After our wonderful culinary introduction to old Morocco, we walked back past the Bab Mansour and the Plac Lahdim to Riad Zahraa for a sound night’s sleep – the first in 48 hours (or longer). Next morning we were ready to begin orientation. After checkout and a hearty breakfast, luggage was stored at Riad Zahraa and we walked from the old city, through downtown of the new city, to the Pyramid High School ({PHS), where our classrooms are located. Orientation began in earnest as Fouad Achahbar presented “Life in Morocco 101: The Do’s and Don’ts of Passionate Learners on Assignment in the Maghreb.” Exhausted and a bit peckish, the group hiked back to the old city toward the Thousand and One Nights Restaurant for another traditional Moroccan classic, Couscous.

As the restaurant was just around the corner from Riad Zahraa, the group was able to wend its way back just in time to retrieve luggage and meet their host families, who whisked them off to various and sundry parts of Meknes with a promise to bring them to PHS the next morning. That was THIS morning, when indeed everyone showed up (eventually) and we dived into our second orientation session. As is well known, hearty orienting makes for hearty appetite. We hiked downtown, identifying important landmarks and services, and headed for the Chicken Castle (Fr. Palais du Poulet) for lunch.

Afterward students had free time to familiarize themselves with the downtown and find their own way back to PHS. In the afternoon we walked to Dar Goshen for some down time and Moroccan mint tea. Host families picked up students there and a few snapshots were acquired. The rest will follow in another post. Tomorrow is the final day of orientation and then on Monday morning the regular schedule of language learning, lectures and activities begins that will last for the next six weeks.

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Students Arrive http://www.goshen.edu/morocco/2012/09/06/students-arrive/ http://www.goshen.edu/morocco/2012/09/06/students-arrive/#comments Thu, 06 Sep 2012 21:25:51 +0000 http://www.goshen.edu/morocco/?p=148 Students Arrive



The Morocco Unit 2012 arrived today. Flights were on time and we made the bus transfer to Meknes without incident – fortified by sweet Moroccan cookies. We checked in to our hotel, located in the Medina (old city) of Meknes, on a street where the buildings date to the 11th century. After getting settled we […]

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Students Arrive

The Morocco Unit 2012 arrived today. Flights were on time and we made the bus transfer to Meknes without incident – fortified by sweet Moroccan cookies. We checked in to our hotel, located in the Medina (old city) of Meknes, on a street where the buildings date to the 11th century. After getting settled we walked through the crowds of the old city, past the Bab Mansour, to a wonder supper on the terrace at Restaurant Salma. Tomorrow morning, bright and early, we start orientation. This is going to be heluw!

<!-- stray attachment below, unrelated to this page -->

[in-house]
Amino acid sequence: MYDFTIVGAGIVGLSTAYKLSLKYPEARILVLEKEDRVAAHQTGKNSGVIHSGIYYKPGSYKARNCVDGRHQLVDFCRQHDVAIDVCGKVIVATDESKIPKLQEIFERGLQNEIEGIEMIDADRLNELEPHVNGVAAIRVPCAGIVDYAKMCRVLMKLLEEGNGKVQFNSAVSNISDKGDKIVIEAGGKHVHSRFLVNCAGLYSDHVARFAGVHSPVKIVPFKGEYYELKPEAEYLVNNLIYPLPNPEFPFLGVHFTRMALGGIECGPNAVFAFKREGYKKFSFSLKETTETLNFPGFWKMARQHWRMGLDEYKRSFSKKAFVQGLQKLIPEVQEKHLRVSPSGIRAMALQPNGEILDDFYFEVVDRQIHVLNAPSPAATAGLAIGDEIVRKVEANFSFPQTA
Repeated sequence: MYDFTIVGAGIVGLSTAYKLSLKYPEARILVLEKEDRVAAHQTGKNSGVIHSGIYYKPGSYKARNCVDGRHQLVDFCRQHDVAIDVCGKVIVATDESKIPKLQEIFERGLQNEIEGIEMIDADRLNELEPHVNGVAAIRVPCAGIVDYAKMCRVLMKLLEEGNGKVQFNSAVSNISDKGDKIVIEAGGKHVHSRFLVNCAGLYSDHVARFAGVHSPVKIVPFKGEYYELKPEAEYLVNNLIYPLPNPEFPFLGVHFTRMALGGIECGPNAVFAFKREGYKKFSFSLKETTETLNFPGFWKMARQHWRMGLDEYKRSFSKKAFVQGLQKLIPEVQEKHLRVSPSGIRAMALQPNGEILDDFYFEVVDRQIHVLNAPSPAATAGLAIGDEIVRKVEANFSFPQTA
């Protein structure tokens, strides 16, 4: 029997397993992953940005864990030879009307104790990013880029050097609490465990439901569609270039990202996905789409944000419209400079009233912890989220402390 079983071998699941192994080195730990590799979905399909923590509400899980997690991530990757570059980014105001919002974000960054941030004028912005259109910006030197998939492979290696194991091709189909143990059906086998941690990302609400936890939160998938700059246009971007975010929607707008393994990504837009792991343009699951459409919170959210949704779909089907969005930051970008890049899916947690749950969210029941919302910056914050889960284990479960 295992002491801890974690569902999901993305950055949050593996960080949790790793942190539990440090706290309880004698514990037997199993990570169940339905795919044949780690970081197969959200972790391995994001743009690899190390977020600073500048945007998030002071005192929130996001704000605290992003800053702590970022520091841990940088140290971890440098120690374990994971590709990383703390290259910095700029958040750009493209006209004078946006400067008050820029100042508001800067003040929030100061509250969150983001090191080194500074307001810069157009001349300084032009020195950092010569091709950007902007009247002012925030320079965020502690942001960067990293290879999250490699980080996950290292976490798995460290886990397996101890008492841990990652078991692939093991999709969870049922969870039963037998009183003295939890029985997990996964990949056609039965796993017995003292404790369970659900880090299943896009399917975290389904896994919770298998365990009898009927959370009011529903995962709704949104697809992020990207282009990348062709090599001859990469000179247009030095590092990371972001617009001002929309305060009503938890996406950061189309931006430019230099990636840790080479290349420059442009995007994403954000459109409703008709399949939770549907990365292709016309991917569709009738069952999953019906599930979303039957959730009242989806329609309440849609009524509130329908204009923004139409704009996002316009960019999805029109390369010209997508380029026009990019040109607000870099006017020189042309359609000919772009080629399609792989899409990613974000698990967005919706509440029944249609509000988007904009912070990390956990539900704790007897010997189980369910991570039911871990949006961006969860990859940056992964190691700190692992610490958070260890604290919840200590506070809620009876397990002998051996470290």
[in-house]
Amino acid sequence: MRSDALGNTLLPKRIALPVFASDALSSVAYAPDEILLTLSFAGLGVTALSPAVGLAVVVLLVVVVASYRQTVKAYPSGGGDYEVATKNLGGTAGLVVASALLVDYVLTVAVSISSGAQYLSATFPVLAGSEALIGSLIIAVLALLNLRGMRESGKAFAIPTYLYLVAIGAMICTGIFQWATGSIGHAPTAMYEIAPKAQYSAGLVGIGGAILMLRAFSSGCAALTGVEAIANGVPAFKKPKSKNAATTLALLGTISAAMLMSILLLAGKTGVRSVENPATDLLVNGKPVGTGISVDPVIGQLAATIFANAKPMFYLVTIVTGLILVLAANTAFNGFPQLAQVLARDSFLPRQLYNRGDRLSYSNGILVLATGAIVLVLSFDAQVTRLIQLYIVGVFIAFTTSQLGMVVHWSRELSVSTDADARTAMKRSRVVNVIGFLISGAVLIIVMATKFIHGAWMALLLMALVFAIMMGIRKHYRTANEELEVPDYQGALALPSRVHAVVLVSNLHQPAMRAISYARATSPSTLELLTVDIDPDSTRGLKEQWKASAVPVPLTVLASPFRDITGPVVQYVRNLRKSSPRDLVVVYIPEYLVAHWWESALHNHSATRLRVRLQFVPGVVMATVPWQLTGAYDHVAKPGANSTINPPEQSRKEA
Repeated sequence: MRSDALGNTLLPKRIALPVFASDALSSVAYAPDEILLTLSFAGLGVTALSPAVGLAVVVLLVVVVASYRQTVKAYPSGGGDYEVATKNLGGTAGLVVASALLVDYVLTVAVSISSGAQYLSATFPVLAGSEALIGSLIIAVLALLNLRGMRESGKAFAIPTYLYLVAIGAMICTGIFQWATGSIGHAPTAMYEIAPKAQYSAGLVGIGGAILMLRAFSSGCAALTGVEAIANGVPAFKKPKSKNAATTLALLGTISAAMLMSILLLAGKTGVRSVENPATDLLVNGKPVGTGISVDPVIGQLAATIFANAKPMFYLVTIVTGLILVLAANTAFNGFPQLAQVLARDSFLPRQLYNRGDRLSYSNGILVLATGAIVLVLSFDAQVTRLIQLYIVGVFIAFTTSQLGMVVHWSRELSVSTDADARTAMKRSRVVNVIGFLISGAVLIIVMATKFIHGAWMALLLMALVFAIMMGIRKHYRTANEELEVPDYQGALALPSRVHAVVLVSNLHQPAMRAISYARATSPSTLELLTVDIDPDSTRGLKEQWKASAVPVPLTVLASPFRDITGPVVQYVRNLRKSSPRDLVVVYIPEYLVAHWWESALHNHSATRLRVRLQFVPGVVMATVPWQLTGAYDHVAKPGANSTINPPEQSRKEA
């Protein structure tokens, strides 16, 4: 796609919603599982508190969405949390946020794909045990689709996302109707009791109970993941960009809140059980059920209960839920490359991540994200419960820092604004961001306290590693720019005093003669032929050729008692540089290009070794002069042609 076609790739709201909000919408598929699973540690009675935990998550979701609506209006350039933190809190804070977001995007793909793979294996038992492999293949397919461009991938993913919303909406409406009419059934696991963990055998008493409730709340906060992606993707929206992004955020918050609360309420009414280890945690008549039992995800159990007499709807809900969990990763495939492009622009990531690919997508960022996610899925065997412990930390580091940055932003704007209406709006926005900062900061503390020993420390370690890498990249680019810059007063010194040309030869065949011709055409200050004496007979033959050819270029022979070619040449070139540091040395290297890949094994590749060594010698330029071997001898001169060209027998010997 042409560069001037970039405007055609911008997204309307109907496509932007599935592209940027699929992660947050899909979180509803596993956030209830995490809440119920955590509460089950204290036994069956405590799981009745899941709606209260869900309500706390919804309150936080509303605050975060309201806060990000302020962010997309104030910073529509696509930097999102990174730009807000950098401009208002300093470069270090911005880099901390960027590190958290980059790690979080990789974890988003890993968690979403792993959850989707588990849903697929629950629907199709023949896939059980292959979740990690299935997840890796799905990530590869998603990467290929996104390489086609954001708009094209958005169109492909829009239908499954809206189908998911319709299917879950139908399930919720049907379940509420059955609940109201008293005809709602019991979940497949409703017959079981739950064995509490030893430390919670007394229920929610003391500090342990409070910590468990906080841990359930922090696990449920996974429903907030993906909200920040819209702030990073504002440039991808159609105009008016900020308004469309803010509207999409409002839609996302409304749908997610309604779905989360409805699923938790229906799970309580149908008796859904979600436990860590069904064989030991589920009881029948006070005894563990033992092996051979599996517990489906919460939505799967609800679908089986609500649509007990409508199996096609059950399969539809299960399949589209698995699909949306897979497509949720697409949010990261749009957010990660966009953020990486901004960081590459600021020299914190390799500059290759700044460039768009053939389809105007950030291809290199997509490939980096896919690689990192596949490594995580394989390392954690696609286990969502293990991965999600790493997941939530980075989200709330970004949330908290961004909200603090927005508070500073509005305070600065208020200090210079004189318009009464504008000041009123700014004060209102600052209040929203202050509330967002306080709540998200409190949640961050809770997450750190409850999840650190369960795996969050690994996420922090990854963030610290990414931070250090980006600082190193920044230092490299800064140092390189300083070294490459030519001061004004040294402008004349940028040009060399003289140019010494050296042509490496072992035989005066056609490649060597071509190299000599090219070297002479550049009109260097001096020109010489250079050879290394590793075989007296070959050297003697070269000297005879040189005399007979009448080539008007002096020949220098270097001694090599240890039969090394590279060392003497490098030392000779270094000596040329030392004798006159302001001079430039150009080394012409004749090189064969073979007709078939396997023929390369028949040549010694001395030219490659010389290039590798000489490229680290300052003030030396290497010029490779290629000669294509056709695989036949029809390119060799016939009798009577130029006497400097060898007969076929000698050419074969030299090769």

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Morocco SST 2012 Begins! http://www.goshen.edu/morocco/2012/09/06/morocco-sst-2012-begins/ http://www.goshen.edu/morocco/2012/09/06/morocco-sst-2012-begins/#comments Thu, 06 Sep 2012 08:53:17 +0000 http://www.goshen.edu/morocco/?p=142 Morocco SST 2012 Begins!



Students will soon be on their way from Goshen to Meknes. Though they have studied more than one form of Arabic already, they will encounter the unique features of Morocco’s own spoken dialect, Darija. They will live with Moroccan families, study the language, visit the main regions and cities of the country, and complete a […]

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Morocco SST 2012 Begins!

Students will soon be on their way from Goshen to Meknes. Though they have studied more than one form of Arabic already, they will encounter the unique features of Morocco’s own spoken dialect, Darija. They will live with Moroccan families, study the language, visit the main regions and cities of the country, and complete a service assignment at a second location.

Unit leaders, Paul and Julie Keim, along with their 14-year-old son, Ian (Arabic name: Amin), arrived in Meknes in early August and have been preparing for the arrival of the students along with the invaluable assistance of in-country Program Facilitator, Fouad Achahbar. The Goshen program in Morocco is being developed in cooperation with the Moroccan American Association for Communication and Cultural Cooperation (MAACCC). The president of MAACCC, Prof. Si Driss, will be teaching the Darija course for the students during their 6 weeks in Meknes.